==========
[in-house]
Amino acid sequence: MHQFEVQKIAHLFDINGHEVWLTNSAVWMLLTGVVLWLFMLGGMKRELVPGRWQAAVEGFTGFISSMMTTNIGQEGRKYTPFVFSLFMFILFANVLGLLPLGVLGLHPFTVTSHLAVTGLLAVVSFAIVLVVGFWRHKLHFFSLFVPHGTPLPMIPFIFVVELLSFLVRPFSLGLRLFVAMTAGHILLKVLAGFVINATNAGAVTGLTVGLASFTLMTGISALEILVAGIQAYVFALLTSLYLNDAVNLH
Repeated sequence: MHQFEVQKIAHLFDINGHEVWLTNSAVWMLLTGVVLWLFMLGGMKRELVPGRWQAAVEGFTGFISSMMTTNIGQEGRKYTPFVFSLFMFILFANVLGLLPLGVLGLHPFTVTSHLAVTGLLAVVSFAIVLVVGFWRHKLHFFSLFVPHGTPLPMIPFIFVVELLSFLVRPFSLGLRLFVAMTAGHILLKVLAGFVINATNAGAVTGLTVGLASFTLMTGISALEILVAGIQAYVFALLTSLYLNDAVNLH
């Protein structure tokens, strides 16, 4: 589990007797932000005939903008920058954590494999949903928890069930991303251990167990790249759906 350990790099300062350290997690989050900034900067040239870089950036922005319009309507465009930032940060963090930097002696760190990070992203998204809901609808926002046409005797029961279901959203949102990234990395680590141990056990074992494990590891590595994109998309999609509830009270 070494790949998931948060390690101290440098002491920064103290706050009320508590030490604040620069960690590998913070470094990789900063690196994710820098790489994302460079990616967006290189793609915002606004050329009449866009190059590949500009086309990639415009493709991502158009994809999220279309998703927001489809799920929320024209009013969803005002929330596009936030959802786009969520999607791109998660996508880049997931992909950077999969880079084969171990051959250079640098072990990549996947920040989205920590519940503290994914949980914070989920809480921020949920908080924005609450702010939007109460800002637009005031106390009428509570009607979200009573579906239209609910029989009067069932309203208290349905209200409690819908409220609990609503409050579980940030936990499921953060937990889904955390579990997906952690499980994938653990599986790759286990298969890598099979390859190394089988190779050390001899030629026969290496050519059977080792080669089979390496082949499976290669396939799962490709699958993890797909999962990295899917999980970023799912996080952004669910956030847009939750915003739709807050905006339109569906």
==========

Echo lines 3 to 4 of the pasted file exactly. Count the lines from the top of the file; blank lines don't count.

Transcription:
Repeated sequence: MHQFEVQKIAHLFDINGHEVWLTNSAVWMLLTGVVLWLFMLGGMKRELVPGRWQAAVEGFTGFISSMMTTNIGQEGRKYTPFVFSLFMFILFANVLGLLPLGVLGLHPFTVTSHLAVTGLLAVVSFAIVLVVGFWRHKLHFFSLFVPHGTPLPMIPFIFVVELLSFLVRPFSLGLRLFVAMTAGHILLKVLAGFVINATNAGAVTGLTVGLASFTLMTGISALEILVAGIQAYVFALLTSLYLNDAVNLH
């Protein structure tokens, strides 16, 4: 589990007797932000005939903008920058954590494999949903928890069930991303251990167990790249759906 350990790099300062350290997690989050900034900067040239870089950036922005319009309507465009930032940060963090930097002696760190990070992203998204809901609808926002046409005797029961279901959203949102990234990395680590141990056990074992494990590891590595994109998309999609509830009270 070494790949998931948060390690101290440098002491920064103290706050009320508590030490604040620069960690590998913070470094990789900063690196994710820098790489994302460079990616967006290189793609915002606004050329009449866009190059590949500009086309990639415009493709991502158009994809999220279309998703927001489809799920929320024209009013969803005002929330596009936030959802786009969520999607791109998660996508880049997931992909950077999969880079084969171990051959250079640098072990990549996947920040989205920590519940503290994914949980914070989920809480921020949920908080924005609450702010939007109460800002637009005031106390009428509570009607979200009573579906239209609910029989009067069932309203208290349905209200409690819908409220609990609503409050579980940030936990499921953060937990889904955390579990997906952690499980994938653990599986790759286990298969890598099979390859190394089988190779050390001899030629026969290496050519059977080792080669089979390496082949499976290669396939799962490709699958993890797909999962990295899917999980970023799912996080952004669910956030847009939750915003739709807050905006339109569906």